PB503. $299. 



A.R.T. EPROM Programmer 




■ Programs all current EPROMs in the 2716 to 
27512 range plus the X2864 EEPROM 
• RS232 port ■ Software included 



UVP EPROM Eraser 



r" 



■ Erases all EPROM's • Erases 1 chip ir 

15 minutes and S chips in 21 min 
• UV intensity: 6800 UVWCM 2 



MS104 $24.95 EPP $199,95 DE4. 



.$79. 



Metex Digital Multimeters 




General Specs: 
■ Handheld, high 
accuracy ■ ACVDC 
voltage. ACiDC 
current, resistance, 
diodes, continuity, 
transistor hFE 
• Manual ranging w,' 
overload protection 



H36S0 1 M46S0 only: 

• Also measure Frequency and capacitance 



M4650 only: - Data held switch * 4.5 digit 




Dim. 
L- X W" 



JE21 
JE23 
JE24 
JE25 
JE26 
JE27 



3.25 x 2.125 
6.5x2.125 
6,5x3.125 
6.5x4.25 
6.875 X 5.75 
7.25 1 7.5 



400 

S30 
1,360 
1.560 
2.390 
2.220 



$4.95 

S6.95 

Z S12.95 

3 S17.95 
i S22.9S 

4 S32.9S 



J AMECO 

24 Hour Order Hotline 

(415)592-8097 



FAX: (415) 592-2503 
(415) 595-2664 



M3610 
M3650 



114650 



3.5 uitjt MuHimelH $59.95 

3.5 Digrt MuHimeier ^Frequency & 
Capacitance $74.95 

45 rjigdw.'FrBouency, Capacitance 

and Data HcM Switch S99.95 



Handheld Multimeter 



• 3-5 digit LCD with automatic polarity indication 
■ ACJDC voltage measurement up to 500 volts 

- ACi'DC current measurement up to 200mA 

- Resistance measurement up lo 20tVi..' - Con, 
lirtulty checker with audible tone • Diode and 
logic tester ► Auto/manual range and data hold 
f unctions * All range protection and Function in, 
dications 



EPROMs - for your programming needs 



Part. No.. 



Price 



TMS2516 

TMS2532-35 

TMS2532A 

TMS2564 

TMS2716 

1702A 

2708 

2716 

2716-1 

27C16 

2732 

2732A-20 

2732A-25 

2732A-45 

27C32 



$4.25 
9.95 
7.95 
5.95 
5.95 
3.95 
4.95 
3.49 
3.95 
4.25 
4.95 
3.95 
3.49 
2.95 
3.95 



Part No- 



Price Part No. 



_Pn 



2764-20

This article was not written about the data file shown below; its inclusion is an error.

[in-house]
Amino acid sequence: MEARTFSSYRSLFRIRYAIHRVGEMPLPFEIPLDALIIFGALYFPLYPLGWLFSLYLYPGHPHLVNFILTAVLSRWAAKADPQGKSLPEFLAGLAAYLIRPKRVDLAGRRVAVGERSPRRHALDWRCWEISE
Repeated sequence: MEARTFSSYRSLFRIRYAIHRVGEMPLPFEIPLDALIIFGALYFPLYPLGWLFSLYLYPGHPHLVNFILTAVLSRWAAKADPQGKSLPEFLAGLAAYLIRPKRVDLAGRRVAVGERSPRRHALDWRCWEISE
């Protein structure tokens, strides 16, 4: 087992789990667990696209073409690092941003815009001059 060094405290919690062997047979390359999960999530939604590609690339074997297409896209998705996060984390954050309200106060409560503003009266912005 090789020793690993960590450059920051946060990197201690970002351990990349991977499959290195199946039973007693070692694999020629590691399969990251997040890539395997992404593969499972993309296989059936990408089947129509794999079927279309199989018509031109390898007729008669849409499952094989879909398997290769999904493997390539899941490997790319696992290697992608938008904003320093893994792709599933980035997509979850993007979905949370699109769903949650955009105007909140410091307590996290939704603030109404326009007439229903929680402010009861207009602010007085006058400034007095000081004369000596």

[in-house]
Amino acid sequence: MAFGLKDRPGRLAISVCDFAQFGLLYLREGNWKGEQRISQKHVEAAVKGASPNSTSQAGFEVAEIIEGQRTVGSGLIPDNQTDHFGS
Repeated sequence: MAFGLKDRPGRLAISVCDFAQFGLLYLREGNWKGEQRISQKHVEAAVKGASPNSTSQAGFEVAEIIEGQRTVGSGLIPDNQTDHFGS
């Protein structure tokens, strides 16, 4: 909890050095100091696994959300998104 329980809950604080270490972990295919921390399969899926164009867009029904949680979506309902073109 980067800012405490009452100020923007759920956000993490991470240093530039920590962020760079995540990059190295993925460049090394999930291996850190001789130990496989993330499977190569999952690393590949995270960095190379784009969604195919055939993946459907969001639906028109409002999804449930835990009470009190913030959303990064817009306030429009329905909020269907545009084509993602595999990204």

2764-25 

2764-45 

2764A-20 

2764A-25 

27C64-15 

27C64-25 

271280TP 

27128-20 

27128-25 

27128A-15 

27128A-20 

27128A-25 

27C1 28-15 

27C1 28-25 



$3.95 
3.75 
3.49 
3.95 
3.25 
3.95 
3.25 
2.95 
6.95 
4.95 
5.95 
4.49 
4.25 
5.95 
5.75 



272560TP 

27256-15 

27256-20 

27256-25 

27C256-15 

27C256-20 

27C256-25 

2751 20TP 

27512-20 

27512-25 

27C512-15 

27C512-20 

27C512-25 

27C010-15 

68766-35 



$3. 

5. 

5. 

4. 

5. 

4. 

4. 

4. 

6. 

5. 

6. 

6. 

5. 
11. 

9. 



Soldering and Desoldering Stations 

60 Watt Analog Display Soldering Station - Electronic 
temperature control (rem 200° to 878 F ■ Cartridge heat- 
ing element for a longer life of the soldering tip 

XY1683 $69.95 




30 Watt Electronic Temperature Controlled Desoldering 
Station - Electronic temperature control from 212° to 
842" F • Self contained high rotary vacuum pump 

DMM905 $39.95 XY999 $299.95 



94 



• Partial Listing • Over 4000 Electronic and Computer Components in Stock! 

CIRCLE 114 ON FREE INFORMATION CARD 



Widest Selection 



otm^JKJSm? 



t\etv\ s 



aod 



E\e< 



c\to^ vC 



Assemble Your own Computer Kit! 

Jameco 16MHz 80386SX Desktop Computer Kit 

jilding your own computer provides you with a better understanding of 

mponents and their (unctions 

-depth assembly instructions included 

we your new computer assembled and running in an evening, 

ing common tools 

jftware included 

irchase computer kits configured by Jameco or design your own 



imeco 16MHz 30386SX 
esktop Computer Kit 

udes: 

I386SX Motherboard with 

^B RAM (expandable to 8MB) 

)l-key enhanced keyboard 

ulti I/O Card 

ishiba 1.44MB, 3.5" DSHD 

ippy disk drive 

jby sized desktop case 

)0 Watt power supply 

R DOS S.O by Digital 

ssearch and Diagsoft's 

APIus diagnostic software 



^£3816 



.95 





Hard 
Drives 



Conner {16-bit IDE) 

CP3044 40UB 3.5' Low Profile $469.95 

CP3184 80MB 3.5'HH $649.95 

CP3104 !0DMB 35'HH $699.95 

ADP20 Host Adapter, $29.95 

Rellsys 14" VGA 
Color Monitor 




■ Max resolution : 720 x 480 

■ Bandwidth :30MHz 

■ Input: DB1 5-pin (analog) 

RE9513 $449.95 

Jameco 16-bit VGA Card 




• Supports VGA. EGA. EGA. MDA and 
Hercules modes ■ Conies with 256KB 
video RAM upgradable to 512KB (eight 
41464-80) ■ Capable of 640 x 480 with 
256 colors, 800 x 600 with 16 colors 

VG200O $149.95 



Integrated Circuits 



INo. 


1-9 


19t 


Part No. 


1-9 


lOt 


a 


$.29 


$.19 


7472 


$.39 


$.29 


2 


.29 


.19 


7473 


.39 


.29 


4 


,29 


.19 


7474 


.39 


.29 


5 


.35 


.25 


7475 


.49 


.39 


6 


.39 


.29 


7476 


.45 


.35 


7 


.39 


.29 


7483 


.69 


.59 


8 


.35 


.25 


7486 


.45 


.35 





.29 


.19 


7469 


2.95 


2.75 


1 


.35 


.25 


7490 


.49 


.39 


4 


.35 


.25 


7493 


.45 


.35 


7 


.35 


.25 


74116 


1.19 


1.09 


:0 


.29 


.19 


74121 


.39 


.29 


:7 


.29 


.19